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Tuesday, April 23
The Indiana Daily Student

sports men's basketball

OPINION: IU men’s basketball can beat anybody, itself very much included

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The idea that a sports team has a finite number of quality performances it can muster before producing a complete dud of a game is totally illogical. There is no all-powerful force setting predetermined limits on any player’s output. 

That being said, it sure felt like IU men's basketball spent all of its good karma prior to its 74-67 defeat at the hands of Northwestern on Wednesday night. 

You know those nightmares in which you desperately try to run, only to helplessly sprint in place while some hideous monster hunts you down? That’s essentially what the Hoosiers’ offense was early on, a flailing mass of effort with little actual progress. 

No player encapsulates IU’s shortcomings in the first half better than freshman guard Khristian Lander. 

Within only 90 seconds of coming off the bench, Lander surrendered six points and committed a foul. However, thanks to the lone 3-pointer he drained while on the floor, Lander remained the team’s leading scorer for the next four minutes. 

Although the Hoosiers’ defense was its usual hornet’s nest of swiping and swatting, the Wildcats’ shots kept falling. 

Sophomore guard Chase Audige erupted late for Northwestern, repeatedly sinking contested baskets when IU was aching for a stop. Meanwhile, sophomore guard Boo Bouie buoyed the Wildcats’ offense with 11 points and four assists, keeping the game just outside the Hoosiers’ reach. 

While it’s unfair to blame IU for its opponent coming in with a roster full of hot hands, the impotence the Hoosiers exhibited on offense can’t go unaddressed.

It’s hard to understand that the same five athletes blocking shots and shutting down drives on one end of the court are the same ones handing turnovers directly to defenders or heaving bricks off the backboard on the other. 

IU shot a respectable 39% from beyond the arc and 48% on all field goals, but went just 10-16 from the free throw line and consistently struggled to find open looks.  

In terms of sustainability, the Hoosiers’ offense is basically a diesel truck running on the fossilized remains of a centuries-old Tyrannosaurus Rex. Relying on sophomore forward Trayce Jackson-Davis to power through a vortex of elbows and shoulders en route to a glorious slam dunk every possession is far from an ideal strategy.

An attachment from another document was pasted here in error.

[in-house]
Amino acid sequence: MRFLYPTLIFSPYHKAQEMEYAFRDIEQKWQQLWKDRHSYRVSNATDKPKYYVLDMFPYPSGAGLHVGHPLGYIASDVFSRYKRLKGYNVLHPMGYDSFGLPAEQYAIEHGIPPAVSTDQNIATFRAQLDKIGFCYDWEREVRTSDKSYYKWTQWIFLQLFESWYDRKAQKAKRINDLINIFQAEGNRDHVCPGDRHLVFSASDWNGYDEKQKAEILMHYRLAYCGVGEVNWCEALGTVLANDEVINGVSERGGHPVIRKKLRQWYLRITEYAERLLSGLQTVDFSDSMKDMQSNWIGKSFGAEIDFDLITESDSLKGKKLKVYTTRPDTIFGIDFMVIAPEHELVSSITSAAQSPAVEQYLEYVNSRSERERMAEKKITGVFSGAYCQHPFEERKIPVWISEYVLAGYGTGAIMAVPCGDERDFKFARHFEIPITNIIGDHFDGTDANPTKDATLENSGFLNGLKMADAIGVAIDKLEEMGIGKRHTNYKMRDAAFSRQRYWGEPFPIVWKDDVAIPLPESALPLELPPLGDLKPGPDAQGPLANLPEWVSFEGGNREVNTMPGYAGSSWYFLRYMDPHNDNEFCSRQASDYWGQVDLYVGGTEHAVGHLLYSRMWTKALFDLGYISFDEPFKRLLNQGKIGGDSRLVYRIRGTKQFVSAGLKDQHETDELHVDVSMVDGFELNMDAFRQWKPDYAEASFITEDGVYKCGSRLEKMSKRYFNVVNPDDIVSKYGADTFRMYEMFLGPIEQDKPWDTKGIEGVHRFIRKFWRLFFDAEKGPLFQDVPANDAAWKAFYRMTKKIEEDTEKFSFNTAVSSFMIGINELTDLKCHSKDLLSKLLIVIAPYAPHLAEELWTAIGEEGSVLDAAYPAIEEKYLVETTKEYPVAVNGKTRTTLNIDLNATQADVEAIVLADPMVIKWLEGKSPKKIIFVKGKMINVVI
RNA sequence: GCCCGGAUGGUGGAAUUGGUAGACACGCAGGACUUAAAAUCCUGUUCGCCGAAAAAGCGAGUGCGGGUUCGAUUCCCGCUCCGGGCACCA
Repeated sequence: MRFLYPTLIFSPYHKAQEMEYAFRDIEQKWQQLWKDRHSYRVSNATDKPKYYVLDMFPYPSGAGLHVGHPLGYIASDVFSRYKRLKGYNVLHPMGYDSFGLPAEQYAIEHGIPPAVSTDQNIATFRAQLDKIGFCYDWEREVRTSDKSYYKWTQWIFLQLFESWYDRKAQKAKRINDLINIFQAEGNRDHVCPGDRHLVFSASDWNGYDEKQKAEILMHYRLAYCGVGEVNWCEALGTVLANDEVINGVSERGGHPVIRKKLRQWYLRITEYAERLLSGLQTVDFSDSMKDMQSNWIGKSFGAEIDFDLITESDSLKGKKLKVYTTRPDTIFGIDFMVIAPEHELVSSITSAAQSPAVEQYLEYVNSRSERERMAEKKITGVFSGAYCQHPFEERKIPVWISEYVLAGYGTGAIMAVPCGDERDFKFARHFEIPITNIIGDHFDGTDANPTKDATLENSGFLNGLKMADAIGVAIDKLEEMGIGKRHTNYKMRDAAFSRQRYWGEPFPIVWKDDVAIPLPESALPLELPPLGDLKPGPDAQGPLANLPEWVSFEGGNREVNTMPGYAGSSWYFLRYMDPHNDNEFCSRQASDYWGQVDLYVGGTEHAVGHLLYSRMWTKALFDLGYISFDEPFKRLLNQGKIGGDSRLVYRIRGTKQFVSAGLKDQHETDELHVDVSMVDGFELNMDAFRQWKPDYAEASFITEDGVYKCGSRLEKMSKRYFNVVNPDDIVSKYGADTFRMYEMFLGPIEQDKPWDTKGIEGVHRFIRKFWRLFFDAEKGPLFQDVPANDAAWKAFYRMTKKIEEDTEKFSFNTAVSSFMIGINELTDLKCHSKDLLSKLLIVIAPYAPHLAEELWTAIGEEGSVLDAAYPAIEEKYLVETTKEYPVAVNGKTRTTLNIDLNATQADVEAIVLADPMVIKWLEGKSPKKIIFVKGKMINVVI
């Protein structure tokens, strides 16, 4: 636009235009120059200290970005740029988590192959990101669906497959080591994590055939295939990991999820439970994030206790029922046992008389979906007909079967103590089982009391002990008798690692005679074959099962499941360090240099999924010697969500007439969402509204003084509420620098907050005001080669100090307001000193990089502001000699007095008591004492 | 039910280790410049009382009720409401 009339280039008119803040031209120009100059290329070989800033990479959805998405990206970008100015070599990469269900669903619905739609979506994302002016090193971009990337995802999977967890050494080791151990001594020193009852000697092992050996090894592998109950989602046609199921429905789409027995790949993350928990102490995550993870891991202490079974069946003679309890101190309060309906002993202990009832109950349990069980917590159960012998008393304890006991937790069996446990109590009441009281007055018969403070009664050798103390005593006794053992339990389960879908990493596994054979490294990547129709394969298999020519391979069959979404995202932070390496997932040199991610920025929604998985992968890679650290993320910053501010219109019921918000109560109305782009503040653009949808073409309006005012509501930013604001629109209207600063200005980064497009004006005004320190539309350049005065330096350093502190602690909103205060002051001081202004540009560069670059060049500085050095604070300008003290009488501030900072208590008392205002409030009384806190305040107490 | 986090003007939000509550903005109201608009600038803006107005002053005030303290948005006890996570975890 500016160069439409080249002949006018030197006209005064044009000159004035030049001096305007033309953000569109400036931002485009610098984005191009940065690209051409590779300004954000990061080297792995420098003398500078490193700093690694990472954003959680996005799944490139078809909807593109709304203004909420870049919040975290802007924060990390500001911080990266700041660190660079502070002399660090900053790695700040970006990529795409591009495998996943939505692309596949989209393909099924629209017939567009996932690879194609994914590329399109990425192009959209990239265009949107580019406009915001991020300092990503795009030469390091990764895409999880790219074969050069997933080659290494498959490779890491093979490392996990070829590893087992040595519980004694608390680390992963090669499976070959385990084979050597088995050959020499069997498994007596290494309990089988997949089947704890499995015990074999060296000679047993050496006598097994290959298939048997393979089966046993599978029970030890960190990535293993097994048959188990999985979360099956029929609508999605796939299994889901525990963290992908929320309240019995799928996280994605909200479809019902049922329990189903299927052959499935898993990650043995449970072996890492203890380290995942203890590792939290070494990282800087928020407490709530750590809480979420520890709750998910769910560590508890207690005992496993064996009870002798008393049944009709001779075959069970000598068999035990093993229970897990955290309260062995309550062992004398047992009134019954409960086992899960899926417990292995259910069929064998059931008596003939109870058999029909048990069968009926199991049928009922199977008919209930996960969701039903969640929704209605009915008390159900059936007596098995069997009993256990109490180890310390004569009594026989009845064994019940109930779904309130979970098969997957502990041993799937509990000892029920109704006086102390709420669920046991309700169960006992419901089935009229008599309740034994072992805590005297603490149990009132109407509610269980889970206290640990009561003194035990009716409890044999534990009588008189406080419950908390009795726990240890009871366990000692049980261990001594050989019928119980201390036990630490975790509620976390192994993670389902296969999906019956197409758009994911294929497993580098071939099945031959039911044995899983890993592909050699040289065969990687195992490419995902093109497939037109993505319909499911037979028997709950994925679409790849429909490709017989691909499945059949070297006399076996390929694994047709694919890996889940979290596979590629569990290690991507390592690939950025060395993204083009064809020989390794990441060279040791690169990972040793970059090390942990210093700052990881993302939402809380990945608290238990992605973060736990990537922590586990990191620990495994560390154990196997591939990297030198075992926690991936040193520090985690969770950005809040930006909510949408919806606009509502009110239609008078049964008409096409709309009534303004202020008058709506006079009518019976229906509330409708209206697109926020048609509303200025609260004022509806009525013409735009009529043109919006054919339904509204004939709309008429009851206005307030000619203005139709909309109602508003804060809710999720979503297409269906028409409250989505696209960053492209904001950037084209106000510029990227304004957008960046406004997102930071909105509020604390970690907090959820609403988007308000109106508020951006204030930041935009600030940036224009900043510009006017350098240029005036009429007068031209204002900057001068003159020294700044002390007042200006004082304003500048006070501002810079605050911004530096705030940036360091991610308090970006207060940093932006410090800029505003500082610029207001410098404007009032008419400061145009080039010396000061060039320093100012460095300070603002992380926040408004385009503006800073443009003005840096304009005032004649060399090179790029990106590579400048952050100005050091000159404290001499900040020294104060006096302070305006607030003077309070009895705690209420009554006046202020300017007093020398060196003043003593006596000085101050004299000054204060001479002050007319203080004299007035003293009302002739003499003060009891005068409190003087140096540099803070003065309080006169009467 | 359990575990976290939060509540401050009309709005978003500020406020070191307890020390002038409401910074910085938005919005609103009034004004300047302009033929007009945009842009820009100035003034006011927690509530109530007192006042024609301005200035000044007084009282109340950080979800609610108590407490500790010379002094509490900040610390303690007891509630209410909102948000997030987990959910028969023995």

One easily overlooked bright spot was freshman guard Trey Galloway, who continues to offer sparks of life to an often lethargic IU offense. I have no way of proving this, but I am almost certain no athlete covers as much ground as Galloway, constantly sprinting to the ball on both sides of the court. 

Considering IU’s long and sordid relationship with turnovers, having someone like Galloway to spread the ball and rack up assists is a huge advantage. Sure, he may only make a basket or two, but depending on the night that could still put him among the Hoosiers’ top scorers. 

It occasionally seems IU is trying to shove square pegs through round holes with its freshman, but between Lander and Galloway there’s plenty of potential for the future. 

Unfortunately, that future is also littered with elite Big Ten competitors, many of whom are projected to be much tougher than Northwestern. 

The Hoosiers are too talented to be embarrassed by anything less than a top-tier opponent, but they are definitely liable to humiliate themselves. 

Look no further than senior guard Al Durham, typically an unshakable pillar of calm and focus, dribbling the ball off his shoe on the Hoosiers’ most crucial possession. You can’t come much closer to literally shooting yourself in the foot.

This IU squad is incredibly skilled and can make any game a living hell for a long list of teams. 

There’s just one problem — the Hoosiers are also on that list themselves, and tonight they were at the very top. 


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